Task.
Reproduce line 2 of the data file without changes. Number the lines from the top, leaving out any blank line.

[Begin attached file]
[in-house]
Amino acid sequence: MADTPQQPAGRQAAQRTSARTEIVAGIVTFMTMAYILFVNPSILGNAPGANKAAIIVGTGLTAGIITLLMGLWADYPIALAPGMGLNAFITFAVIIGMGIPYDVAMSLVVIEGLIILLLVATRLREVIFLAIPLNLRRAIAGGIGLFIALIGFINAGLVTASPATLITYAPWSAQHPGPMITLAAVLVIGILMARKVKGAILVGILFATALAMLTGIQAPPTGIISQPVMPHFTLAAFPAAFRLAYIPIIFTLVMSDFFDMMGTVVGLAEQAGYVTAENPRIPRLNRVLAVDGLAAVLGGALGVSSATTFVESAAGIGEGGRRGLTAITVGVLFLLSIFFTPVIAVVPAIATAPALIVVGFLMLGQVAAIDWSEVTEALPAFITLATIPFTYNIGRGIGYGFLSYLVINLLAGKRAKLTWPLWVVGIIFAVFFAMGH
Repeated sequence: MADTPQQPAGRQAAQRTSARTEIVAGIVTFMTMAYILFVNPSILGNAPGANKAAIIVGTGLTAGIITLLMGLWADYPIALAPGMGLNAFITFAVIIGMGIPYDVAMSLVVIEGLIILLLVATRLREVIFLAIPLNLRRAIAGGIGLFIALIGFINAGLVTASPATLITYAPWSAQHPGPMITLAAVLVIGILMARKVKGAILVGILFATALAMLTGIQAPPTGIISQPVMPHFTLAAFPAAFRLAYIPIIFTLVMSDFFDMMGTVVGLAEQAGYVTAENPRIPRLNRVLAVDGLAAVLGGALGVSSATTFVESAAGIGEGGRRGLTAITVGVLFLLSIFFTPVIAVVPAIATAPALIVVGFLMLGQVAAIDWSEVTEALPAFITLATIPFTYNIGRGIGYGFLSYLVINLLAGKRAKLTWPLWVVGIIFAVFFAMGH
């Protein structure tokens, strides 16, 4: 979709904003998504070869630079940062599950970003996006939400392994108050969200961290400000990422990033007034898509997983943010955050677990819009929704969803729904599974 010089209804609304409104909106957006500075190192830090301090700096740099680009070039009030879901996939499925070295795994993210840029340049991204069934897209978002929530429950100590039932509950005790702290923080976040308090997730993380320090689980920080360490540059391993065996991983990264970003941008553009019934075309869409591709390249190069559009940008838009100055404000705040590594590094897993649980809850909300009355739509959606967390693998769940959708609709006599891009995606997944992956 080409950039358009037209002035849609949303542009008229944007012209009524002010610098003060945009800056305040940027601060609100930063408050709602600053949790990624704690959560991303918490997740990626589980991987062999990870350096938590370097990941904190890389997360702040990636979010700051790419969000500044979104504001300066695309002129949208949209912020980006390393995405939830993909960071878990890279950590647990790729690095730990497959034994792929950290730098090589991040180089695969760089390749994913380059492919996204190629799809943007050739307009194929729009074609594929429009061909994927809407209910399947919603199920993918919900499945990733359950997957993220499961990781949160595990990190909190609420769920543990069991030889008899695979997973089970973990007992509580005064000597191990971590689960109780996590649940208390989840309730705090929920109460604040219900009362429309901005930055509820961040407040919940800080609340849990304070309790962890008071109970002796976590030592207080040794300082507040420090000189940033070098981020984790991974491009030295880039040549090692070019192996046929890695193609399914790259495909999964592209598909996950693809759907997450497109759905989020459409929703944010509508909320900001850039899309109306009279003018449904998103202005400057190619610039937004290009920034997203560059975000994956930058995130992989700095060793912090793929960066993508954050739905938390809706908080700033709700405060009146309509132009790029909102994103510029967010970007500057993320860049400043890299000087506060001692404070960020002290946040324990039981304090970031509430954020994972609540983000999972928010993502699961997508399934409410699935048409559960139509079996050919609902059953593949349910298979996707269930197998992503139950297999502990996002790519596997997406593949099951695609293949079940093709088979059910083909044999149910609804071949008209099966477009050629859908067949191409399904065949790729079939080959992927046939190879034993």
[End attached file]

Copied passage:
Amino acid sequence: MADTPQQPAGRQAAQRTSARTEIVAGIVTFMTMAYILFVNPSILGNAPGANKAAIIVGTGLTAGIITLLMGLWADYPIALAPGMGLNAFITFAVIIGMGIPYDVAMSLVVIEGLIILLLVATRLREVIFLAIPLNLRRAIAGGIGLFIALIGFINAGLVTASPATLITYAPWSAQHPGPMITLAAVLVIGILMARKVKGAILVGILFATALAMLTGIQAPPTGIISQPVMPHFTLAAFPAAFRLAYIPIIFTLVMSDFFDMMGTVVGLAEQAGYVTAENPRIPRLNRVLAVDGLAAVLGGALGVSSATTFVESAAGIGEGGRRGLTAITVGVLFLLSIFFTPVIAVVPAIATAPALIVVGFLMLGQVAAIDWSEVTEALPAFITLATIPFTYNIGRGIGYGFLSYLVINLLAGKRAKLTWPLWVVGIIFAVFFAMGH